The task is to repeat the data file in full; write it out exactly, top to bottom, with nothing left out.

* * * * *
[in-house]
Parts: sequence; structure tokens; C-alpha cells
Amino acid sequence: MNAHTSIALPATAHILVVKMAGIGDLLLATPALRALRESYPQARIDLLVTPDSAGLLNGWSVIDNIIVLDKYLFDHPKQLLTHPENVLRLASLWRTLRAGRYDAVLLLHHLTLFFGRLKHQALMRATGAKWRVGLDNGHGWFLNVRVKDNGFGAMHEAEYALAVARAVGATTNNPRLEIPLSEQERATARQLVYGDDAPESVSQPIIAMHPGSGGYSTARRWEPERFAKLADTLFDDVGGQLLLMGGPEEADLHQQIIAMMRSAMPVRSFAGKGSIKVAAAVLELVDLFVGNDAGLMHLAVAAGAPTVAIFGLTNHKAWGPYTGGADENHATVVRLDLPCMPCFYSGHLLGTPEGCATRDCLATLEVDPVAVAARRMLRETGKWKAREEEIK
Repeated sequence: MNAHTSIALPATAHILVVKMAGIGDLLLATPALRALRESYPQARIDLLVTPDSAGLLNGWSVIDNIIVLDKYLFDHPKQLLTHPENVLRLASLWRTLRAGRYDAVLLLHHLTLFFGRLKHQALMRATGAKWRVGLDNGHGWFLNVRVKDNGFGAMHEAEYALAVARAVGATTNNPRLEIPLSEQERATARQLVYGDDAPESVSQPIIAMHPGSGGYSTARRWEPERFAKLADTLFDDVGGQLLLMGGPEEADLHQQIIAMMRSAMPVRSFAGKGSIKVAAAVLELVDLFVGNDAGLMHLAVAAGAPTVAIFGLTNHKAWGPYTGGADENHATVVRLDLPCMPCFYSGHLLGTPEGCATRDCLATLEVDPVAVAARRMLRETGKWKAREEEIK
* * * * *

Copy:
[in-house]
Parts: sequence; structure tokens; C-alpha cells
Amino acid sequence: MNAHTSIALPATAHILVVKMAGIGDLLLATPALRALRESYPQARIDLLVTPDSAGLLNGWSVIDNIIVLDKYLFDHPKQLLTHPENVLRLASLWRTLRAGRYDAVLLLHHLTLFFGRLKHQALMRATGAKWRVGLDNGHGWFLNVRVKDNGFGAMHEAEYALAVARAVGATTNNPRLEIPLSEQERATARQLVYGDDAPESVSQPIIAMHPGSGGYSTARRWEPERFAKLADTLFDDVGGQLLLMGGPEEADLHQQIIAMMRSAMPVRSFAGKGSIKVAAAVLELVDLFVGNDAGLMHLAVAAGAPTVAIFGLTNHKAWGPYTGGADENHATVVRLDLPCMPCFYSGHLLGTPEGCATRDCLATLEVDPVAVAARRMLRETGKWKAREEEIK
Repeated sequence: MNAHTSIALPATAHILVVKMAGIGDLLLATPALRALRESYPQARIDLLVTPDSAGLLNGWSVIDNIIVLDKYLFDHPKQLLTHPENVLRLASLWRTLRAGRYDAVLLLHHLTLFFGRLKHQALMRATGAKWRVGLDNGHGWFLNVRVKDNGFGAMHEAEYALAVARAVGATTNNPRLEIPLSEQERATARQLVYGDDAPESVSQPIIAMHPGSGGYSTARRWEPERFAKLADTLFDDVGGQLLLMGGPEEADLHQQIIAMMRSAMPVRSFAGKGSIKVAAAVLELVDLFVGNDAGLMHLAVAAGAPTVAIFGLTNHKAWGPYTGGADENHATVVRLDLPCMPCFYSGHLLGTPEGCATRDCLATLEVDPVAVAARRMLRETGKWKAREEEIK